Bell Let's Talk Day: Let's Talk About It

To Whom It May Concern:

Currently, you might be sitting down, morning coffee or tea in hand, excited for a good news article or entertainment piece. You might be riding the bus home, ready to delve into your daily Her Campus dosage. Or you could have just stumbled upon this as you were aimlessly scrolling through Facebook. Whatever it may be, I ask you to pause and think about something before you proceed. On January 30th, 2019, Canadians across the country participated in Bell Let’s Talk Day. In those 24 hours, how many Instagram stories featuring the “Bell Let’s Talk Day” promotional video did you see? How many hashtags posted beneath an unrelated selfie or nature scene graced your feed? How many vulnerable paragraphs concluding with a phrase along the lines of “reach out and talk” did you read?

Now that you’ve thought about these numbers, I have one more question for you: have you thought about it since? Did that video leave any lingering urge to take action? Did that hashtag stay with you as you carried on your day? Did that story push you to open up with your parents, family, and friends about your own mental health? You might have seen 500 different posts, thousands of the same hashtag and 20 various videos but here are some real numbers for you; in Canada 1 out of every 5 will suffer from a mental illness. Two-thirds of these people will never seek help for themselves. These numbers are real. Mental health is real. Mental illness is real. We as a society must remember this as we tap through awareness campaign after awareness campaign, pushing aside the fact that these hashtags and videos are not real. Now, hear me out.

When I was given this assignment, I grappled with how I was going tackle this topic due to my own inner conflict and battling opinions. Awareness is a fundamental aspect of destigmatizing mental health. That is fact, pure and simple. But how much can “awareness” change our impression of mental illness in society? Here, I come to a crossroads; does the benefit of increased awareness and social acceptance outweigh lack of action that continues to persist when it comes to dealing with the rapid rise of mental illness in this country. A leader of mental wellbeing at UBC spoke to me and commented on the fact that Bell Let’s Talk Day is only 1 out of 365 days. Yes, it is a day that generates both financial support to initiatives across the country (ask 99% of the population what these initiatives actually do, and I would hedge a bet they aren’t actually aware) and a mass social awareness surrounding mental health but what about those other 364 days of the year? On those days, who are the ones that are still talking about their mental health? Coping with a mental illness is a 24/7, 365 battle. It is not a 24-hour blip that can be resolved by talking… about the importance… of talking. My source also commented on the fact that campaigns such as these operate as gimmicks rather than actual solutions. So, what does this all mean? Is “Bell Let’s Talk Day” a bad thing? In my opinion, no. Bell Let’s Talk day has made mental health something that, at least one day out of the year, hundreds of thousands of Canadians are thinking about.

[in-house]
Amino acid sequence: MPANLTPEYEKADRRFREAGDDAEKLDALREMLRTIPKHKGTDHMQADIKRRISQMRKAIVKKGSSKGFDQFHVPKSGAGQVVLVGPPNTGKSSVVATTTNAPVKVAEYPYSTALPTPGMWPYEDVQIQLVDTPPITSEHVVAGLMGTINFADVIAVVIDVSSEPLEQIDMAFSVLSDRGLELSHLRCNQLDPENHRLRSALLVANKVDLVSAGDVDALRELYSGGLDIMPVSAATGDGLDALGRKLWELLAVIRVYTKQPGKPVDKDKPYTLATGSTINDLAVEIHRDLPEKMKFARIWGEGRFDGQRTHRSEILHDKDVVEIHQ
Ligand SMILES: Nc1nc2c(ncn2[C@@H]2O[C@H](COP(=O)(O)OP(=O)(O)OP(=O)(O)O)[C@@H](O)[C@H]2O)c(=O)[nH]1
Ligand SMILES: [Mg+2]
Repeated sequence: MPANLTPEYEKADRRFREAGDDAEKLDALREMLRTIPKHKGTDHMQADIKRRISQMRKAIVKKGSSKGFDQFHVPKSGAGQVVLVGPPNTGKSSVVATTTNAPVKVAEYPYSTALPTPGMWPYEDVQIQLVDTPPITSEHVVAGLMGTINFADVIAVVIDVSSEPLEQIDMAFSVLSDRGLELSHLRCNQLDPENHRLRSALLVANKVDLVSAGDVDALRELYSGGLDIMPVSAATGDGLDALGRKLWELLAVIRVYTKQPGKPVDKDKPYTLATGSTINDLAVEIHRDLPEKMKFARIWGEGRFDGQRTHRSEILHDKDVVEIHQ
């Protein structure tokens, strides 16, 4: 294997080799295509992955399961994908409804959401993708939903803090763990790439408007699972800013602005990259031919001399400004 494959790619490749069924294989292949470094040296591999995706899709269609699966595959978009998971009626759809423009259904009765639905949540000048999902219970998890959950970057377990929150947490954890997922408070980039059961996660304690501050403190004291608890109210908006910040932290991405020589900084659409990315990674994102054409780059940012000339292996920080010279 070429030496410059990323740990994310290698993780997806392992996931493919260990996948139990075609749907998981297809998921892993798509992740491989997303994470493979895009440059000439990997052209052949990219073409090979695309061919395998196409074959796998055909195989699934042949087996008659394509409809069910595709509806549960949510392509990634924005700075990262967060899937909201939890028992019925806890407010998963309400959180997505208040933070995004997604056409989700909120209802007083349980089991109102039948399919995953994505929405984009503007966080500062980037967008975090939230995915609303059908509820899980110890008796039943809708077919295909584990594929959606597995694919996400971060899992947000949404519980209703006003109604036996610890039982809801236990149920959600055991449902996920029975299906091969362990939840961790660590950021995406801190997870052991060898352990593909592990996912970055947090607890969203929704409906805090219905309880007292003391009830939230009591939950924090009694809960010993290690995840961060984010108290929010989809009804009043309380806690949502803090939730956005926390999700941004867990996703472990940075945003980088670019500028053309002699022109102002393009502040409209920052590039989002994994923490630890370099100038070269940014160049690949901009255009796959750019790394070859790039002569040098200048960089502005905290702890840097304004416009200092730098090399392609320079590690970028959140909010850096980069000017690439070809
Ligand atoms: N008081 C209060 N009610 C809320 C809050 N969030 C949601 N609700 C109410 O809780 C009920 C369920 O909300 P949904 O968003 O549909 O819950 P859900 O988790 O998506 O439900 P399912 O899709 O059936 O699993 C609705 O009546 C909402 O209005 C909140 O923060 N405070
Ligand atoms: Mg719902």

According to the Bell Let’s Talk day initiative page, 87% of Canadians are more aware of the prevalence of mental illness since Bell Let’s Talk Day began in 2011. In 2019, $100,695,763.75 was donated to mental health initiatives across the country and in total 1,208,040 efforts were supported through the proceeds. These statistics are genuinely inspiring. Campaigns such as Bell Let’s Talk have helped so many individuals feel comfortable in speaking up and realizing that it is okay to suffer from a mental illness and NOT something to be ashamed of. This being said, we as a society need to stop acting as though awareness equals solutions. As Dean Burnett articulated in his 2017 Gaudian article, “having an abstract awareness of mental health issues does not automatically translate to a willingness or ability to do anything about them.” So, think back to all those videos you watched and all those stories you read and find something, just one thing, that triggers that willingness ACTUALLY to take action and remember that to those struggling with their mental health, those other 364 days matter just as much.